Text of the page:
Something went terribly awry this morning when Microkhan Jr. dismounted from a shoulder ride; my glasses snapped in half as his size eights kicked against my nose, and I now find myself staring through crooked, taped-together frames that make me feel as if I’m wandering through a funhouse. I have a late-morning appointment to get a fresh pair, plus (gulp) my first-ever pair of contacts, so I gotta be brief here. But let me direct you to a slab or reportage that very much demands your attention: Dan Morrison’s multi-part Slate series on “The Bernie Madoff of Sudan.” I had no idea that Darfur had been victimized by a epic Ponzi scheme, one that ended up bilking roughly 50,000 people out of their meager life savings. Morrison (occasionally known around these part as “our man in Dhaka”) got one victim to summarize the depressingly familiar particulars of the scheme:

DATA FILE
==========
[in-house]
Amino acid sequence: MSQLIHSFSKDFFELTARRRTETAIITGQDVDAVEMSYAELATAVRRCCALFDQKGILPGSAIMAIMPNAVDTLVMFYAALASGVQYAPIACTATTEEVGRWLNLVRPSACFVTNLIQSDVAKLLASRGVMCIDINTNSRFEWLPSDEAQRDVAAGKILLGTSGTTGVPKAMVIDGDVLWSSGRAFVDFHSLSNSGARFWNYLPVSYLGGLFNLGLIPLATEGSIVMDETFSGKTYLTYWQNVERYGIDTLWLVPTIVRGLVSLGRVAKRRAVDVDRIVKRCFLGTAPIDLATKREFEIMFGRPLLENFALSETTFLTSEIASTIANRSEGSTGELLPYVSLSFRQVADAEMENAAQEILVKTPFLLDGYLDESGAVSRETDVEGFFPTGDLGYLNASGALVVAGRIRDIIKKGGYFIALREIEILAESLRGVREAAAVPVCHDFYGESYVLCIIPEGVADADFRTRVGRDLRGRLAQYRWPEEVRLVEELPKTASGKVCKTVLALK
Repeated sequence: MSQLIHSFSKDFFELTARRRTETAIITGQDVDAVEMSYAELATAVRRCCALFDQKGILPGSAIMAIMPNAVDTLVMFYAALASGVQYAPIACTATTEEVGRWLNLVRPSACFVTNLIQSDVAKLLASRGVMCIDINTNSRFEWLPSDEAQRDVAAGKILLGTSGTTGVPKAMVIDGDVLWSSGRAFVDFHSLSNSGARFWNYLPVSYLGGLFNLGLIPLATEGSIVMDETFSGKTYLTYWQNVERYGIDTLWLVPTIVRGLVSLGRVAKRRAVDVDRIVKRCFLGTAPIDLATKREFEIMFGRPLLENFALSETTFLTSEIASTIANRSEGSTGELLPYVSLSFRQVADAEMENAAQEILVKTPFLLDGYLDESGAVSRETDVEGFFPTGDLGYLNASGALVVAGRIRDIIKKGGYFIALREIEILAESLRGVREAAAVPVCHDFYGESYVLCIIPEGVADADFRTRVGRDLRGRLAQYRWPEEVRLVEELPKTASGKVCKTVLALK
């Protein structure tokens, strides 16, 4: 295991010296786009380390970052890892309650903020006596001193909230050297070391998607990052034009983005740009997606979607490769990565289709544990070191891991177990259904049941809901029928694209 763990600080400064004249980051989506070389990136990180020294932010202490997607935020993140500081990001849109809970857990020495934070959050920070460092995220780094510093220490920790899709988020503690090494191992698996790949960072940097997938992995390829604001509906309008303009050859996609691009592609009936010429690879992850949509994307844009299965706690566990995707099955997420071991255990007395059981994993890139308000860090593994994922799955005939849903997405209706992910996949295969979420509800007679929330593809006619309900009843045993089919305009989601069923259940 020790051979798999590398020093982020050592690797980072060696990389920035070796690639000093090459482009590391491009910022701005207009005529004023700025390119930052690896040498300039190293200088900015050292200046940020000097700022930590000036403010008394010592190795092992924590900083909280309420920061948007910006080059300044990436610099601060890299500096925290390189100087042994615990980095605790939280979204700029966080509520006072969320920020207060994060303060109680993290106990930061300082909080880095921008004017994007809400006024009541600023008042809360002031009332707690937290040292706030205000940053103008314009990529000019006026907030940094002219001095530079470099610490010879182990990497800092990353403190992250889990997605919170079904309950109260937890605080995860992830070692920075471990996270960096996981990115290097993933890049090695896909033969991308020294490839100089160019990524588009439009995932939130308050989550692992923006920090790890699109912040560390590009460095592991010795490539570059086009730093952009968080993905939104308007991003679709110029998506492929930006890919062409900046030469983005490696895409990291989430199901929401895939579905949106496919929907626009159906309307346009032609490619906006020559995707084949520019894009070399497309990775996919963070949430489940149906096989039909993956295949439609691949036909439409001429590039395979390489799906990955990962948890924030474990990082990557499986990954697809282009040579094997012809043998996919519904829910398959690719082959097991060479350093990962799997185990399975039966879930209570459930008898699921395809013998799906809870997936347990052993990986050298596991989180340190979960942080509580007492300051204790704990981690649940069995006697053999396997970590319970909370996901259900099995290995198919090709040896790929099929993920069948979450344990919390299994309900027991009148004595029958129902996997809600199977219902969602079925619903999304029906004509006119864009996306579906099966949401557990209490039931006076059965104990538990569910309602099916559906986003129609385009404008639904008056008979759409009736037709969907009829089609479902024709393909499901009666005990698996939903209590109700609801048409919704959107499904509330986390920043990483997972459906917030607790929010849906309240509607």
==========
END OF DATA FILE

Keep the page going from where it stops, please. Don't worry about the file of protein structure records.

The pyramid scheme began in early 2009 when Ismael, then a police officer who sold used cars on the side, opened an investment fund in Rahma Souk, or Mercy Market, not far from the state police headquarters in El Fasher, the capital of North Darfur state. The fund promised alarming returns. Investors would make in-kind payments of real estate or vehicles and receive, four to six weeks later, a check with a value of 150 percent of their initial investment.
To riff off of H.L. Mencken, no one ever went broke by underestimating a public’s zeal to get rich quick. The Albanians can certainly confirm that bit of folk wisdom.